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1900 Méliton Gonzalez Wall Map of Uruguay

Carta Geográfica de República Oriental del Uruguay. - Main View

1900 Méliton Gonzalez Wall Map of Uruguay


Building a Modern Uruguay.


Carta Geográfica de República Oriental del Uruguay.
  1900 (dated)     56 x 75 in (142.24 x 190.5 cm)     1 : 500000


This is a spectacular, four sheet chromolithograph map of the Republic of Uruguay, published in 1900 in Montevideo by Melitón Gonzalez, Uruguay's Director of Public Works. This grand work captures Uruguay's push for modernization that characterized the end of the 19th century.
A Closer Look
This monumental work presents a central map of the Republic, divided into departments detailed with topography, settlements, and roads. Completed railroads are marked, indicating those of standard gauge and those of narrow gauge. Diagrams along the bottom illustrate elevations along Uruguay's nine railway lines; a diagram at the upper left details railroad junctions. The modernization of Uruguay's waterways is also alluded to: lighthouses and illuminated buoys are marked along the coasts, detailing their height and their effective range. A detailed inset map focuses on Montevideo's port, still in its planning stages - the plan is entitled 'Definitive Plan of the Port Under Construction' (It was a long project, not actually completed until 1930).
Historical Context
By the late 19th century, Uruguay was undergoing a nationwide transformation, moving on from its tumultuous early years into a period of consolidation and development. The political landscape, dominated by the Colorado party with the Nacional (Blanco) party as the only effective minority opposition, began to stabilize after decades of civil war, paving the way for social, economic, and infrastructure development. Even so, the era was characterized by authoritarianism. Nonetheless, this regime's focus on expanded agriculture and livestock farming, the construction of railroads, immigration, and urbanization led to sustained economic growth. Montevideo, the capital, became a cultural and commercial hub, reflecting the broader changes sweeping the nation. This period laid the groundwork for Uruguay's emergence as a modern state in the early 20th century.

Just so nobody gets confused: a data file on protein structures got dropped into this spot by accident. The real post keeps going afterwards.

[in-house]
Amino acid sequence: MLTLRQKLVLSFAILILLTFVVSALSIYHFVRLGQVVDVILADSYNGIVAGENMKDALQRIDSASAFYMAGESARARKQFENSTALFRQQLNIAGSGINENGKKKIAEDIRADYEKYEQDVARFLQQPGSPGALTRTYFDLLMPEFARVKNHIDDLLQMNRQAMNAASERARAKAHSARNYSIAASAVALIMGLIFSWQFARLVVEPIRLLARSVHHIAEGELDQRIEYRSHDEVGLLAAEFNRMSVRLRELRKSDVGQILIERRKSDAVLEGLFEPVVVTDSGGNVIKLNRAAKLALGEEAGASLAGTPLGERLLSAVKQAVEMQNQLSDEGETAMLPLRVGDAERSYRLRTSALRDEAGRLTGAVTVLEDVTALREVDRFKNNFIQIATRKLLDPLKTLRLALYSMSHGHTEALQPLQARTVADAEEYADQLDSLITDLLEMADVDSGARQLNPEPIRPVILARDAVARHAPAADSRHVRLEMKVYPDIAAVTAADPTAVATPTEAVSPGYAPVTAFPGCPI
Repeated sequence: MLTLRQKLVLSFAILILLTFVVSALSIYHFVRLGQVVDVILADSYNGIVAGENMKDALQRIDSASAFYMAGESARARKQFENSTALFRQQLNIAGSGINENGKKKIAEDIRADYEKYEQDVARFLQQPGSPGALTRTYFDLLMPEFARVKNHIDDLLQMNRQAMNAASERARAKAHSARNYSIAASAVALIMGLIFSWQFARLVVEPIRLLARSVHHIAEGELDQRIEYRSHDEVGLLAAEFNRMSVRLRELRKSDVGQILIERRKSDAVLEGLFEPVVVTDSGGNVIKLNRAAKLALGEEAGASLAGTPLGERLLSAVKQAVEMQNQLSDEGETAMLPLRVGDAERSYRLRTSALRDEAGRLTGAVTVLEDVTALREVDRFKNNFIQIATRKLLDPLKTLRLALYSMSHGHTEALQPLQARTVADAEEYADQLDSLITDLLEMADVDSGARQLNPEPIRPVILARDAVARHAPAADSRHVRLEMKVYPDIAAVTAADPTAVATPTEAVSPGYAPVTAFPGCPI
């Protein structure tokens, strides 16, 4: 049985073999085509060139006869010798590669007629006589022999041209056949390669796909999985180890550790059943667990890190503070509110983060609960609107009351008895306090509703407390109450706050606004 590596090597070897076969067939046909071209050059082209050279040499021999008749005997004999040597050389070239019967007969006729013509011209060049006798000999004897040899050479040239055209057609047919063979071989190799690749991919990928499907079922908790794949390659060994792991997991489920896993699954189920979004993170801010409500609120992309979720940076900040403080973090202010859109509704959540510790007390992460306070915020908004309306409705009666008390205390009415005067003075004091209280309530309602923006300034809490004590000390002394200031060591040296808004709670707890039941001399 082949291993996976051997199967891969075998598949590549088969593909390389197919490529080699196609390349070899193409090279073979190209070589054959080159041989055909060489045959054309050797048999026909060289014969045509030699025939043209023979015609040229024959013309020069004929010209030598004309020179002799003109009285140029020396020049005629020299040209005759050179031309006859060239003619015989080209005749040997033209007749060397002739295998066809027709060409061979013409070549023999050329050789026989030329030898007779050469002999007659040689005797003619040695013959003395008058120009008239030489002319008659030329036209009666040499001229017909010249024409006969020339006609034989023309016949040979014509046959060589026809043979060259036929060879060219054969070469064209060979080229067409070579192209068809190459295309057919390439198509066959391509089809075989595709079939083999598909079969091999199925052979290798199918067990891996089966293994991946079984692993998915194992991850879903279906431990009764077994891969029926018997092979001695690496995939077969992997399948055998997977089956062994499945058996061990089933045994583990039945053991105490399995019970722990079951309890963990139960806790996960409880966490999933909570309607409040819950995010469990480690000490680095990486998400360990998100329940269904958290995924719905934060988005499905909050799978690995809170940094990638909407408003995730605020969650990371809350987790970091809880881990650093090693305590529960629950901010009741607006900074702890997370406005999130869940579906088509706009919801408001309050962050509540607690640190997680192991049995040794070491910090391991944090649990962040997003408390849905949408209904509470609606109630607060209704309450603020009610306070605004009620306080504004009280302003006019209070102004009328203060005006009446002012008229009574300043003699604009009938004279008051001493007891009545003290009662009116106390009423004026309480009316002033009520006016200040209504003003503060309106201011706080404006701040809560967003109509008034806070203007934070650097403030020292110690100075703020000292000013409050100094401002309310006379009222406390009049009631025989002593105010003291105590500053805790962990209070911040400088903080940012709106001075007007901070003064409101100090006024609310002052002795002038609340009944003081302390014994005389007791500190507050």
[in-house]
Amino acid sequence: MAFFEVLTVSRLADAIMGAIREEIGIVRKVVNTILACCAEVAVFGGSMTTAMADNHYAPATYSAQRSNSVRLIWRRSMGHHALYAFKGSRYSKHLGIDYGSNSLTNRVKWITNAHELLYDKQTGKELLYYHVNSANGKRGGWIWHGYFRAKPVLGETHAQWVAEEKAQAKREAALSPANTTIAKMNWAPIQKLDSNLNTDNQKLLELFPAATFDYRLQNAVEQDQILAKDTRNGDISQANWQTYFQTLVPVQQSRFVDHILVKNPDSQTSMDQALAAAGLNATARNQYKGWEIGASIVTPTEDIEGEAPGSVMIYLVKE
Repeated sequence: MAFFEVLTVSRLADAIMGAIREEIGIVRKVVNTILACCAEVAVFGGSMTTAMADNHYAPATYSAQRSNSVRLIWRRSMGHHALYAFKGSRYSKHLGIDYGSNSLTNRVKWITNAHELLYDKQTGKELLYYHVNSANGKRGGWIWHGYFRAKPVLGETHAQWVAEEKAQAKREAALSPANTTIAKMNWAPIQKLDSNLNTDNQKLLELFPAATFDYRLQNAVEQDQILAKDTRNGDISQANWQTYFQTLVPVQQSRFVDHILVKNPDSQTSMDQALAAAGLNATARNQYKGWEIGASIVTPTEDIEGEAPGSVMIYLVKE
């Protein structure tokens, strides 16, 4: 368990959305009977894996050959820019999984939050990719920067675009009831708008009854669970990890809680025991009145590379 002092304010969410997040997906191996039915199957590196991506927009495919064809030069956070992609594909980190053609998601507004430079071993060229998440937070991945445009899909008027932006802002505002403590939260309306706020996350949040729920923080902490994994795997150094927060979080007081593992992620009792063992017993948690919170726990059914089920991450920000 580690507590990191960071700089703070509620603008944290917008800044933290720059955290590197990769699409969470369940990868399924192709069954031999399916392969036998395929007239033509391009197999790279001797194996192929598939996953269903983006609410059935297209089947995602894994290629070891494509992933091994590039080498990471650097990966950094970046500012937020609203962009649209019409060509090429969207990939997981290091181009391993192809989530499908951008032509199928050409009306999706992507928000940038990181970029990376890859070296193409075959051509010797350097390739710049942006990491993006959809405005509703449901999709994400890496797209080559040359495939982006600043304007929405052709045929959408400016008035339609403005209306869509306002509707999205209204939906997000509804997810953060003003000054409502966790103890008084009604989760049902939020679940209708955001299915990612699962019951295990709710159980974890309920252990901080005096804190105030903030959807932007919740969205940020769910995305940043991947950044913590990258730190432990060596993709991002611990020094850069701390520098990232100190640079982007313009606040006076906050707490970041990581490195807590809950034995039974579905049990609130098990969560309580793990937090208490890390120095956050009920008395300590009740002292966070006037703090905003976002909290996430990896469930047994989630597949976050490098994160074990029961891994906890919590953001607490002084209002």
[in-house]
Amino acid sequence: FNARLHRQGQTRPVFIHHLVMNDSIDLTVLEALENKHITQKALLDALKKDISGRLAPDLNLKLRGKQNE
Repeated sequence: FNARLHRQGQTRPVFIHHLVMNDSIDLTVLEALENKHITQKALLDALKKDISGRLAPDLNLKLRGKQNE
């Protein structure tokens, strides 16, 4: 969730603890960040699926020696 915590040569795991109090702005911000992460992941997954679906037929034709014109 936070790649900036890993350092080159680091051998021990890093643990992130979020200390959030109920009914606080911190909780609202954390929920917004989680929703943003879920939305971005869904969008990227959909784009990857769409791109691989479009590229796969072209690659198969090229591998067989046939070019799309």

Agricultural Colonies
As part of the overall push for centralized development of the country, the government took the authority to create agricultural colonies organized from expropriated lands. Thus, public lands, occupied by tenants, could be used for the formation of agricultural colonies. Such colonies are here identified, with their borders distinctively marked. That the map employs a particular nomenclature and symbol for these expropriated lands indicates their importance: this is the first large scale map of the Republic we have seen to do so. We see one of these northwest of Montevideo: the Centro Agricola Supervielle near Libertad; nine colonies are concentrated in the area between Sauce and Santa Ecilda in southeastern Colonia province; and Colonia Díaz west of Mercedes. Another appears at the German immigrant settlement of Nuevo Berlin in the Rio Negro province, and the Islas de la Paloma in Tacuary province. Near San Eugenio in the North are the Colonias General Rivera, and Del Pintado.